The House finance committee on Monday discussed two bills extending tax breaks to landlords who rent to businesses stricken by the coronavirus crisis, which aim at convincing them to voluntarily reduce their charges inside the first half of the year.
The first bill provides for tax credit equal to 50 per cent of the reduction in rent, which must be between 30 per cent and 50 per cent.
The reduction should be for up to three months.
The second bill provides for exemption from contributing to the defence fund. This concerns owners who voluntarily reduce rent. The contribution is 3 per cent on 75 per cent of the rent.
Similar laws are in force, but they cover all businesses. The bills in discussion are only addressed to businesses that have partially or fully suspended operations because of government measures to stop the spread of the coronavirus. They apply to companies and individuals.
The association of small businesses expressed reservations over the effectiveness of the incentives because of their voluntary nature.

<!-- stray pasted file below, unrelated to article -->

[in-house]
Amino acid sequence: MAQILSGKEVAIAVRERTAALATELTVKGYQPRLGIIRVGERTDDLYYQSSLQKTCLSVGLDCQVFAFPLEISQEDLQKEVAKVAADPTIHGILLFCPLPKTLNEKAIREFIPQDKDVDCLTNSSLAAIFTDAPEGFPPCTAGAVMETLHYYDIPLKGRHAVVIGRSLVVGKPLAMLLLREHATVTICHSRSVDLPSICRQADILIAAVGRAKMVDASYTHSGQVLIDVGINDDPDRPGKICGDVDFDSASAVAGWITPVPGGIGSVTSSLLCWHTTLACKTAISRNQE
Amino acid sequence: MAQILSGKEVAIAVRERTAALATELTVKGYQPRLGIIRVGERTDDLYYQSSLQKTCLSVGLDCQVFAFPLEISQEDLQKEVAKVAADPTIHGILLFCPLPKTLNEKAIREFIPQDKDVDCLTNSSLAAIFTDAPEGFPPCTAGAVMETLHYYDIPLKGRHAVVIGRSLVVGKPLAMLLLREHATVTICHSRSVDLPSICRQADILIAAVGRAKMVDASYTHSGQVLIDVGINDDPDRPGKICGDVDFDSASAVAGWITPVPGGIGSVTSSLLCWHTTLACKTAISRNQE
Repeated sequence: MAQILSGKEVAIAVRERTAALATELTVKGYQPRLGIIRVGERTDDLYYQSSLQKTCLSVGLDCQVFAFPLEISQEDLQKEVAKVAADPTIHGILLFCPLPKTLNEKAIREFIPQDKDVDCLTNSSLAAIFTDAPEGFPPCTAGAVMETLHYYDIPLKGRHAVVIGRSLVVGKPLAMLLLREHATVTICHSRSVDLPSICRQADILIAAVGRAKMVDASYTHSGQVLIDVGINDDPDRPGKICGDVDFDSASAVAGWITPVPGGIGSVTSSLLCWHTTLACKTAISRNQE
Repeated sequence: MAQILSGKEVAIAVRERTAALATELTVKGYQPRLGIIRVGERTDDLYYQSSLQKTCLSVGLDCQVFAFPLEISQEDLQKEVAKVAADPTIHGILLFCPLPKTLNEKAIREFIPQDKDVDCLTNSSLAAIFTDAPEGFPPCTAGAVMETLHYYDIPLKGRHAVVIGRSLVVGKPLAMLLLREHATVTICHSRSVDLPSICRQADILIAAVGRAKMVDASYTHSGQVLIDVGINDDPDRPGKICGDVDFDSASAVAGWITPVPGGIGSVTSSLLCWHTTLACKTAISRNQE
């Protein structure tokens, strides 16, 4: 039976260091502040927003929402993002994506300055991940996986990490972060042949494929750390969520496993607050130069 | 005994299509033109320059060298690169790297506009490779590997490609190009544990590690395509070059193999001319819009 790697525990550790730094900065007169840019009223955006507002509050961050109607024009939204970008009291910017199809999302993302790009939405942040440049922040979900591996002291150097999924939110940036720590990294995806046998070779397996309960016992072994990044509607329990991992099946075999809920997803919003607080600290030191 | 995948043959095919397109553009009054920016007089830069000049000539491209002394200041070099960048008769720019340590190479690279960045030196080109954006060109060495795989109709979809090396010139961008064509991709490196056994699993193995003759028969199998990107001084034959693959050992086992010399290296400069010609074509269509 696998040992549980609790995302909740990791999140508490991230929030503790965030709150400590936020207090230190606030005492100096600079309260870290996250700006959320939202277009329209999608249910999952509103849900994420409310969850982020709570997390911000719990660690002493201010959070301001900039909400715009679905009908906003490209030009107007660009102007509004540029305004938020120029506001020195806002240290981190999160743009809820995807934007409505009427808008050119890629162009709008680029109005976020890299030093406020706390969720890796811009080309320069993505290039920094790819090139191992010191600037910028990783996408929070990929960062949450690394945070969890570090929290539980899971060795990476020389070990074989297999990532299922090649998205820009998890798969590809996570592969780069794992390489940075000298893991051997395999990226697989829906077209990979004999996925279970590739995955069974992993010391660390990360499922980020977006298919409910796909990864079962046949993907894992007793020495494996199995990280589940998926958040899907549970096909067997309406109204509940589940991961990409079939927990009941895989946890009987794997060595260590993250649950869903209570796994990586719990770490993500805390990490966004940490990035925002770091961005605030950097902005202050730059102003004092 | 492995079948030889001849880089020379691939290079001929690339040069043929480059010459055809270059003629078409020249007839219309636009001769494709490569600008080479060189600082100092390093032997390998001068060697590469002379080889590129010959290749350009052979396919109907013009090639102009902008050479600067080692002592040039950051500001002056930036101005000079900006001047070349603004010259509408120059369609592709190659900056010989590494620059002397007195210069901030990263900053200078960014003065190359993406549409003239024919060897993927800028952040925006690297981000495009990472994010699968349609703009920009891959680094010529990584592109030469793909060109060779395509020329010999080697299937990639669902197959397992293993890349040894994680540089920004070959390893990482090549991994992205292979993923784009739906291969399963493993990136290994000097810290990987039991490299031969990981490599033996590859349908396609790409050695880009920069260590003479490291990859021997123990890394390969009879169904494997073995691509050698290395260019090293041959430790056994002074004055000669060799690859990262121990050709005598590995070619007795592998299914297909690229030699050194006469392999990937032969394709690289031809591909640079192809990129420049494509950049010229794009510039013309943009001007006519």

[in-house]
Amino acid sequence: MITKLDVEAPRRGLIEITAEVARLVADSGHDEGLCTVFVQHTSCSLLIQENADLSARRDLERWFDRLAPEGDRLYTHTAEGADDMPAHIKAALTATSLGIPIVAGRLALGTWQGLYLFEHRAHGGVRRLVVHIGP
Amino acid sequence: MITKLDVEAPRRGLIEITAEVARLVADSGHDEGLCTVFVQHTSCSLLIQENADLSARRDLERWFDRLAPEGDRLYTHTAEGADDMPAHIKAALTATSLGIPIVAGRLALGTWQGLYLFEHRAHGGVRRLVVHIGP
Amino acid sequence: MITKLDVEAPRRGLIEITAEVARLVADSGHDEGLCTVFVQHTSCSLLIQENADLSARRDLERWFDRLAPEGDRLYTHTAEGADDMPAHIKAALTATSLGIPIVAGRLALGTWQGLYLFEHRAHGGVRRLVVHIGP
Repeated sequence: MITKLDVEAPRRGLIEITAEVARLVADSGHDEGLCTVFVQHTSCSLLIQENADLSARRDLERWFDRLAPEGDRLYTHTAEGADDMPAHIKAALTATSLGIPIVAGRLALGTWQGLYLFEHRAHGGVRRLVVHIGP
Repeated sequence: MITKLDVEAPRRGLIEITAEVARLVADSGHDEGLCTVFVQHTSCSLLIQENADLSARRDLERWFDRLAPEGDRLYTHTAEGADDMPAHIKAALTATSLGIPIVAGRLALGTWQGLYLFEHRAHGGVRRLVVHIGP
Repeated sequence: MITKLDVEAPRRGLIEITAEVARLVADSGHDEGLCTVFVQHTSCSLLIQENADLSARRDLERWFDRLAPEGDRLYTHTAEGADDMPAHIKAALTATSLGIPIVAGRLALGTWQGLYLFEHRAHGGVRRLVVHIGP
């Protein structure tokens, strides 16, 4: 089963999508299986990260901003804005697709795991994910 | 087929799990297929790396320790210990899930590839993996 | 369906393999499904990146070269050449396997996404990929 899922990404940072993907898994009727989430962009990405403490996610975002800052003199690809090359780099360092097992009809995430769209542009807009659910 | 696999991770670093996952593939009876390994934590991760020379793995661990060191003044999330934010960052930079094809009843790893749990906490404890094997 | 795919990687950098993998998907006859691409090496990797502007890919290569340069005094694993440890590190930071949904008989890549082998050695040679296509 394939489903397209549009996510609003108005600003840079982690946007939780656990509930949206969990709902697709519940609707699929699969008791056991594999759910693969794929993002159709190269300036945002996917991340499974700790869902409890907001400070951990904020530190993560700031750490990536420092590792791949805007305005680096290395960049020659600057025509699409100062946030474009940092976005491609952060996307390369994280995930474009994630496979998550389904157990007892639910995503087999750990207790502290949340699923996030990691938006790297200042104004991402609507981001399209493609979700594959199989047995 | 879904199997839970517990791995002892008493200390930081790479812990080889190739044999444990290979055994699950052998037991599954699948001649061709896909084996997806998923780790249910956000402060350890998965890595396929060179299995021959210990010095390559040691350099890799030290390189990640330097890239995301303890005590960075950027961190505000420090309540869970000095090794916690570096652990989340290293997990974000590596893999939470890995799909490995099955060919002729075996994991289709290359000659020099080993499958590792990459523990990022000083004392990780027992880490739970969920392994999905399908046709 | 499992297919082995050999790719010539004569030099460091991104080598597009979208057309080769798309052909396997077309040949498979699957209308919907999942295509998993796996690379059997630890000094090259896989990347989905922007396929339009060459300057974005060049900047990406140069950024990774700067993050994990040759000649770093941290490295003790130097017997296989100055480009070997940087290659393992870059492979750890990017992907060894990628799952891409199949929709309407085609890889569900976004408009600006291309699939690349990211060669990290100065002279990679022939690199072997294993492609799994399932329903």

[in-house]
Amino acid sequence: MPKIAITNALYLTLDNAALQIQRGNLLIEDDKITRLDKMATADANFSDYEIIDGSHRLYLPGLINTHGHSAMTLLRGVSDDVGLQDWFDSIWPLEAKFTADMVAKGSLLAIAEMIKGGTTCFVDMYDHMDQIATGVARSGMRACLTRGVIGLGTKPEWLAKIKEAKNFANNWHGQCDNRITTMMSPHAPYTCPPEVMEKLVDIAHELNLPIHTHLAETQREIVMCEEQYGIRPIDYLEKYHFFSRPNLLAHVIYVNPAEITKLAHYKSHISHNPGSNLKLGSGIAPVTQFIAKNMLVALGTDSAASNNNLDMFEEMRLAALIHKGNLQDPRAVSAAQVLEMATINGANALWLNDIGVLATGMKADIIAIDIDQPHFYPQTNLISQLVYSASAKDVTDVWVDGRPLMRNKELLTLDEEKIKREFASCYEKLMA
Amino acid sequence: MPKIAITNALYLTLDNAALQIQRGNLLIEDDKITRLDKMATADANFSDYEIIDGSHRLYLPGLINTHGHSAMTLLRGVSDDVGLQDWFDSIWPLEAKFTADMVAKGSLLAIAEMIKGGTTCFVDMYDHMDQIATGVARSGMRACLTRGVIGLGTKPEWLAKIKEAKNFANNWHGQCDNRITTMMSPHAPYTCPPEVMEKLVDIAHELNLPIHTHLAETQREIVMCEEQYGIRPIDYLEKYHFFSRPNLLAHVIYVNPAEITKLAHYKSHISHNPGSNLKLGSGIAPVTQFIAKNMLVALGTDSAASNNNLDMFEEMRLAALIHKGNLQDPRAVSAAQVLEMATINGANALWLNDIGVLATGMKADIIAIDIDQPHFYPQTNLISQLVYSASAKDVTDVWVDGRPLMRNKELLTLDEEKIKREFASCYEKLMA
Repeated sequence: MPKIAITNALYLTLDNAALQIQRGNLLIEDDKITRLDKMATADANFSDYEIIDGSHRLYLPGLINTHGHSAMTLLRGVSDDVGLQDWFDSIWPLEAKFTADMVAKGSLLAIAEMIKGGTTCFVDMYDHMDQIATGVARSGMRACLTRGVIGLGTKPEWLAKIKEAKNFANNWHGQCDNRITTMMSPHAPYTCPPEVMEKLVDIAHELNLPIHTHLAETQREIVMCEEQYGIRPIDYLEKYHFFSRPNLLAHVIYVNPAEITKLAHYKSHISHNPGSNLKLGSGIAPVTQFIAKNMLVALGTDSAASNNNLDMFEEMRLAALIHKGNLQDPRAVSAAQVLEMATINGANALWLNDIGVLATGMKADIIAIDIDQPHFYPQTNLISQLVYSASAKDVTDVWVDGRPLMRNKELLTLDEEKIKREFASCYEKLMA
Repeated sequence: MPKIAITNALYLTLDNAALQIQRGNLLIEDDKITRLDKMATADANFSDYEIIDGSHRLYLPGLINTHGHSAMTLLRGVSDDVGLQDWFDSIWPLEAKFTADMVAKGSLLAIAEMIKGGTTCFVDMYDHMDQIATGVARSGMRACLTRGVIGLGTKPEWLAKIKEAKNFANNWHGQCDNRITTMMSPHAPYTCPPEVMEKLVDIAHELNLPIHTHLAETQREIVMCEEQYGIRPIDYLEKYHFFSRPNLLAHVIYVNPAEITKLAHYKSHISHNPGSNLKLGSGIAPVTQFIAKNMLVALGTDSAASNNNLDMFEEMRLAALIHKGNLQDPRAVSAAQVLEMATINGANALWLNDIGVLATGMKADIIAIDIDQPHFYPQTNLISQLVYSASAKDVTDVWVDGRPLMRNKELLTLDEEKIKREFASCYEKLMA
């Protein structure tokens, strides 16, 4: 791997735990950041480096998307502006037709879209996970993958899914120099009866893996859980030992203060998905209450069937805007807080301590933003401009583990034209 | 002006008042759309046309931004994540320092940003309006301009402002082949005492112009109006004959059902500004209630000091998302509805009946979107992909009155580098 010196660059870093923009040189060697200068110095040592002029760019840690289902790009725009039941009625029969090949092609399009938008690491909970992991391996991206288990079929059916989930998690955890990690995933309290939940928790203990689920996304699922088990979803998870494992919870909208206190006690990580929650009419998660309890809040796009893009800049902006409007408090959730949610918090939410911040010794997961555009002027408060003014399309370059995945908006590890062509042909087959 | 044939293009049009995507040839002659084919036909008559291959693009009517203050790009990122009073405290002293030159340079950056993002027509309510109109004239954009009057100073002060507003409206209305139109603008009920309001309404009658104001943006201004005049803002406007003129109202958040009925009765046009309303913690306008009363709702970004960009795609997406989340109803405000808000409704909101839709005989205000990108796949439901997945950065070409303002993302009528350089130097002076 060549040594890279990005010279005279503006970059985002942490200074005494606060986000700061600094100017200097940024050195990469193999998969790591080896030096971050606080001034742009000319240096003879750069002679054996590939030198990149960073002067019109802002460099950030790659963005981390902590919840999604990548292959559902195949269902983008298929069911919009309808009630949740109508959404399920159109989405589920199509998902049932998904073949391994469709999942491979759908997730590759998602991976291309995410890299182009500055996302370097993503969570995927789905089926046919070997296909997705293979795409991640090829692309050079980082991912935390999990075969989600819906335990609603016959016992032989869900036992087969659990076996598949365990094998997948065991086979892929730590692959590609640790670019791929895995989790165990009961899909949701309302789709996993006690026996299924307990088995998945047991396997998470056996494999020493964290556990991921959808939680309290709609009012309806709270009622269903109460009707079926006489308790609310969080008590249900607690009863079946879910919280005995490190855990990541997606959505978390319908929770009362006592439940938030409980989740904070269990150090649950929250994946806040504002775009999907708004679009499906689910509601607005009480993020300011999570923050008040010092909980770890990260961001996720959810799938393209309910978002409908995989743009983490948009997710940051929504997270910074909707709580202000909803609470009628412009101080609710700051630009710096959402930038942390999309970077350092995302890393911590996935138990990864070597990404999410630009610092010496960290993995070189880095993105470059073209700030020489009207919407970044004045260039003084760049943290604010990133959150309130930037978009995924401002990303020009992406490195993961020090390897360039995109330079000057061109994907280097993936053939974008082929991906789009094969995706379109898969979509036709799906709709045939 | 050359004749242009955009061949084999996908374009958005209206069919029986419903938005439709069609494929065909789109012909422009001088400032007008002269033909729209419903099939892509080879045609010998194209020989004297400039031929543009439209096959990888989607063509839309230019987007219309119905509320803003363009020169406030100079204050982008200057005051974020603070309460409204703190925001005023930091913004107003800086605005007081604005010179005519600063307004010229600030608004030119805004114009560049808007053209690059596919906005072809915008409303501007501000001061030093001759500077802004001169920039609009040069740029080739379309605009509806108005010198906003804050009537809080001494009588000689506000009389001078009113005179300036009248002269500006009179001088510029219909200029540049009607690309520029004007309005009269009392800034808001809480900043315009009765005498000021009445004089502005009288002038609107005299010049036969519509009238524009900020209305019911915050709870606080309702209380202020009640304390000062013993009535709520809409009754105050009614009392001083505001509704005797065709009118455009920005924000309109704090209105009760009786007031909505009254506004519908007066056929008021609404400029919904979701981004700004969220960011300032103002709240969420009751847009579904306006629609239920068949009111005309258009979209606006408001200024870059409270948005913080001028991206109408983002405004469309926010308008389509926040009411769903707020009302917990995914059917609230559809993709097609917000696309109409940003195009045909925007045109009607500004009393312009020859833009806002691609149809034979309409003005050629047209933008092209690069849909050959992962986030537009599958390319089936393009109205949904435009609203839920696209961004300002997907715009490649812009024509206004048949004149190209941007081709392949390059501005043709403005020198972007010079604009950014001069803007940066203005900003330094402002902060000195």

Povek said there were landlords who were not registered with the tax department or did not declare earnings from rent. Others did not have contracts with their tenants.
A finance ministry representative told MPs that even if all landlords claimed the breaks, the impact to the state coffers would not exceed €40 million.
However, subsidising one-third of rents would have a huge impact based on the sum of rent revenues declared to the tax department, which reached €650m.
Committee chairman, Diko MP, Christiana Erotokritou, rejected this position, arguing that it concerned a 12-month total from all businesses and not just those stricken by the crisis.
Erotokritou said it was obvious that the ministry has made a suggestion without studying the matter, adding that it was only interested in the PR and not the result.
She urged the ministry to have second thoughts and return with a bill that would support tenants directly by subsidising rents and forcing landlords to take part.
The ministry had said in the past that such an action would constitute state aid and was against EU rules. In addition, forcing landlords by law to reduce their rents would be unconstitutional as it would be deemed interference in a private contract.